more emotional well-being and life satisfaction.
The researchers come to the conclusion that “how people believe about
the malleability of their emotions seems to be a critical aspect in
emotional functioning.”

More than 200 young people between the ages of 10 and 18 answered
questions about whether they thought that emotions could be changed or
were immutable as well as whether they employed reappraisal or
suppression (trying to stifle feelings) to deal with challenging
emotions. Then, using surveys and parent reports, researchers assessed
the participants’ emotional health at the start of the trial and 18
months later.

Reappraisal was employed more frequently and resulted in less
depression 18 months later in youths who thought they could manage
their emotions. They also did not attempt to suppress their emotions
nearly as frequently as other young people, which is positive because
suppression has been linked to worsen their emotional health.

The actions you do when distressing emotions arise in daily life are
shaped by your ideas once you have acquired them, according to Ford.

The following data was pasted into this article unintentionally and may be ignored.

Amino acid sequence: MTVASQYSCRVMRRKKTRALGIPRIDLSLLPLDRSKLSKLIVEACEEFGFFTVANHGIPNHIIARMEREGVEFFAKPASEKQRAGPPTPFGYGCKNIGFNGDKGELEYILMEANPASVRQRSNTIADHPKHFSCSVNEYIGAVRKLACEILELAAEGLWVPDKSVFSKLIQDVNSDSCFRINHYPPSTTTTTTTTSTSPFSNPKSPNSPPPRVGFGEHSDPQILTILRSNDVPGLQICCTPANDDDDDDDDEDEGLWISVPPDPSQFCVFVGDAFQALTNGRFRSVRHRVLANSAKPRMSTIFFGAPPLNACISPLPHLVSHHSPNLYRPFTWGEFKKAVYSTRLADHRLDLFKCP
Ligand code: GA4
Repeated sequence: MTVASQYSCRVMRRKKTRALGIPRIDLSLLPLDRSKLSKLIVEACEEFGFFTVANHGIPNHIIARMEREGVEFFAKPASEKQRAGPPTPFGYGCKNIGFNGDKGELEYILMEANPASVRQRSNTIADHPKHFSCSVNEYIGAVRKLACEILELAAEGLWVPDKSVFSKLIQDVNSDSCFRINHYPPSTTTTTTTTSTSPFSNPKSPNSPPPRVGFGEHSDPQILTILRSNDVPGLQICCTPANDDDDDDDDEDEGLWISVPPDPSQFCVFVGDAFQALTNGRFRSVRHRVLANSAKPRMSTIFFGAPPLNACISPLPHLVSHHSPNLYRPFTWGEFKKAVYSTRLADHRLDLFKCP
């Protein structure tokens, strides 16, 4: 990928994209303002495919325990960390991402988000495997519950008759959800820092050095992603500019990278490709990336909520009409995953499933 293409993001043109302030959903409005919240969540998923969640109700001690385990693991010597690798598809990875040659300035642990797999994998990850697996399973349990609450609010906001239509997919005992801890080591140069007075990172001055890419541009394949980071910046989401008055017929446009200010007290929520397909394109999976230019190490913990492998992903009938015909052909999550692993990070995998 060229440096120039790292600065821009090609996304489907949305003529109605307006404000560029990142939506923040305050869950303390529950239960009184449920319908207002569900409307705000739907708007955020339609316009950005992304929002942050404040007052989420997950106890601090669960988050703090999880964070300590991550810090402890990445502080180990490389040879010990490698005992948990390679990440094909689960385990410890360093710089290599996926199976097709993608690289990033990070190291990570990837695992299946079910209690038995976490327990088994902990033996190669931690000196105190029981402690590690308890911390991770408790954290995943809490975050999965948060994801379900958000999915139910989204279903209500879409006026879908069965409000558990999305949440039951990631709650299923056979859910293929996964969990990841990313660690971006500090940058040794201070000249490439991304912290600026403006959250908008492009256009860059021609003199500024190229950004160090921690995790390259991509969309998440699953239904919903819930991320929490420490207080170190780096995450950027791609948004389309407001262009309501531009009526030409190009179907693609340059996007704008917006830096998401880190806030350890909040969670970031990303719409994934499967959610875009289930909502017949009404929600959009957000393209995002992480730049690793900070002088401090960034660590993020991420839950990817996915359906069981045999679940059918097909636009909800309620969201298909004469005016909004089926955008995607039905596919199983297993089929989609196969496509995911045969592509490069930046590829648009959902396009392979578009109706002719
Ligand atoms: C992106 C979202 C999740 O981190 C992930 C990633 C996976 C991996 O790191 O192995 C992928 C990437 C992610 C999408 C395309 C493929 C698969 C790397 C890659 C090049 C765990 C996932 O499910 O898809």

“We didn’t find much evidence for it, although it’s also possible the
opposite is true—that very severe despair could make you believe your
emotions are uncontrollable.”

Many of us are familiar with the advantages of having a growth
mindset: People are more driven to persevere and achieve better when
they think that learning and intellect are acquired through effort
rather than innate skill. When you think of feelings as something you
can influence via effort rather than as something that is beyond your
control, you may be more motivated to adopt ways to manage them
better. This is according to emotion researchers. So, emotions, are
they good or bad?

When determining whether an emotion is “good” or “bad,” people
frequently consider whether it is pleasant or unpleasant. For example,
happiness is good, whereas anger is negative. But, a lot of emotion
experts think that emotions, whether they are pleasant or unpleasant,
are valuable and adaptive and may tell us a lot about what’s going on
in the world. In other words, even negative feelings can be positive.
Does holding that belief affect our wellbeing? I just might, according
to some studies.

Ford and her colleagues recently examined how participants with